US 'Marginal Player in Syria' - Former Ambassador

© AP Photo / Khalid MohammedUS flag waves while displaced Iraqis from the Yazidi community cross the Syria-Iraq border on Feeshkhabour bridge over Tigris River at Feeshkhabour border point, northern Iraq
US flag waves while displaced Iraqis from the Yazidi community cross the Syria-Iraq border on Feeshkhabour bridge over Tigris River at Feeshkhabour border point, northern Iraq - Sputnik International
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Former US Ambassador to Syria Robert Ford says the United States does not have the leverage to influence the recent Russian-Iranian peace proposal for Syria.

WASHINGTON (Sputnik), Leandra Bernstein — The United States does not have the leverage to influence the recent Russian-Iranian peace proposal for Syria, former US Ambassador to Syria Robert Ford told Sputnik on Monday.

“We [the United States] are a marginal player in Syria,” Ford said of the possible US role in a renewed Syria peace proposal backed by Iran and Russia.

Last Wednesday, Iran announced it would introduce a resolution to the United Nations aimed at resolving the four-year civil war in Syria. The resolution currently has the backing of Russia and Syria.

The Iranian Foreign Ministry stated that the peace proposal would include an immediate cease-fire, the formation of a national unity government, increased protection for Syrian minorities, and a roadmap for future internationally-monitored elections.

Ford noted that he does not see the three-party peace proposal succeeding, because “neither Iran nor Russia have signalled that they are willing to put pressure on [Syrian President] Bashar al-Assad to step aside for transitional unity government.”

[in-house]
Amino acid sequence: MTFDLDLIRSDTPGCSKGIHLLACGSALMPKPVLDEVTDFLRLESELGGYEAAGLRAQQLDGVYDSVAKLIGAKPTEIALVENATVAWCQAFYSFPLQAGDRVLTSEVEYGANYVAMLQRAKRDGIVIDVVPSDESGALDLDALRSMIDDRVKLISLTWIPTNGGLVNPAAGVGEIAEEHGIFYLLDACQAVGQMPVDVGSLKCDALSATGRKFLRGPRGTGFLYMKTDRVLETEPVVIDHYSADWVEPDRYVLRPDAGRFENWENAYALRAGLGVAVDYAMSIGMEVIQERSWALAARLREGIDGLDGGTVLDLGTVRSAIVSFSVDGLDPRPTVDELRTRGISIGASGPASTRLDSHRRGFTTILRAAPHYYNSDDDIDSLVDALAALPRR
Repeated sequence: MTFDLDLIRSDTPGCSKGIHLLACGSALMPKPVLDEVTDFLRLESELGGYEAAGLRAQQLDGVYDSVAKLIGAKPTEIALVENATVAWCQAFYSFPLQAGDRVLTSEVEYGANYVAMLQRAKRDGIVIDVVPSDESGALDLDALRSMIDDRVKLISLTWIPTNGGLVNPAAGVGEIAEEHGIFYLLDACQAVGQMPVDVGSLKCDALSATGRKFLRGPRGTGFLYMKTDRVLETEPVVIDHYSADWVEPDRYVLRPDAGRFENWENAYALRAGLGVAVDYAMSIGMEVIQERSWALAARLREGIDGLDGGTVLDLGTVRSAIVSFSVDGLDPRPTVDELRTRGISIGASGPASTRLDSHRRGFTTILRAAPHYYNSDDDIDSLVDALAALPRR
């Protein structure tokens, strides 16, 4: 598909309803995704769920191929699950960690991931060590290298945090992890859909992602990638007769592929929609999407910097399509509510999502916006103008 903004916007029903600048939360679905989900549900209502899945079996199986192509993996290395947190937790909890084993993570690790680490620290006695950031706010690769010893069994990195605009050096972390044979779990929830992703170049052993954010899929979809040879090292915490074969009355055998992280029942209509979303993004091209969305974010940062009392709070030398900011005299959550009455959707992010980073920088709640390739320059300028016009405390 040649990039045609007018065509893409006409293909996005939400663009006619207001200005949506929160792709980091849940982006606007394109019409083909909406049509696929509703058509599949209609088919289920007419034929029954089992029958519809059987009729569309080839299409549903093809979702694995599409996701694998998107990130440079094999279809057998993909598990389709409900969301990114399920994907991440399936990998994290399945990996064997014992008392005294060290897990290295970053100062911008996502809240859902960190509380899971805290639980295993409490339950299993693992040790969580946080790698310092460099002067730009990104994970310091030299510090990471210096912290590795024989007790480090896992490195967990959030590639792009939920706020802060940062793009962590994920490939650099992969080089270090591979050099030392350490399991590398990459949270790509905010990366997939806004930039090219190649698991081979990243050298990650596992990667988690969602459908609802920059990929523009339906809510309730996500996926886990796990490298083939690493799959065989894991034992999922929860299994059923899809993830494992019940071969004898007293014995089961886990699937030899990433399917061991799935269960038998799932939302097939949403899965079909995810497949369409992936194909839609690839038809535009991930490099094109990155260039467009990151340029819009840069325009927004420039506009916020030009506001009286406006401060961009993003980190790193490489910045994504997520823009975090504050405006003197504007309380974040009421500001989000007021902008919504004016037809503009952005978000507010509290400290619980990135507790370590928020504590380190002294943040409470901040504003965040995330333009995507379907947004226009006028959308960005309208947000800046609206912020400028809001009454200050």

A fighter from Syria's al-Qaida-linked Nusra Front holds his group flag as he stands in front of the governor building in Idlib province, north Syria. - Sputnik International
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Without a guaranteed removal of Assad, Turkey, Saudi Arabia and the Syrian armed opposition will not likely accept the proposal, because they will have “zero confidence” in a deal negotiated with the Assad regime, Ford noted.

Asked about the US role in such peace negotiations, Ford explained that the United States “cannot deliver” support from Turkey, Saudi Arabia and the Syrian opposition.

“Washington thinks it is very important. It may be on many issues, but on Syria it is a marginal player,” Ford said.

According to Iranian media reports, Iranian Foreign Ministry representatives held meetings last week with high-level diplomatic officers from Turkey and Oman, likely discussing the proposal for Syria.

Russian and Saudi Arabian officials will be discussing the situation in Syria during meetings in Moscow on Tuesday, according to a Monday statement from the Russian Foreign Ministry.

Russia has hosted two rounds of preliminary discussions between the Syrian government and opposition forces over the past year in an attempt to reach a diplomatic resolution to the ongoing Syrian civil war.

In 2011, anti-government forces and the Syrian army begun violent clashes. Western countries, as well as Turkey, Saudi Arabia and Qatar have sponsored anti-government groups, many of which are Islamic extremists, in efforts to remove Assad from power.

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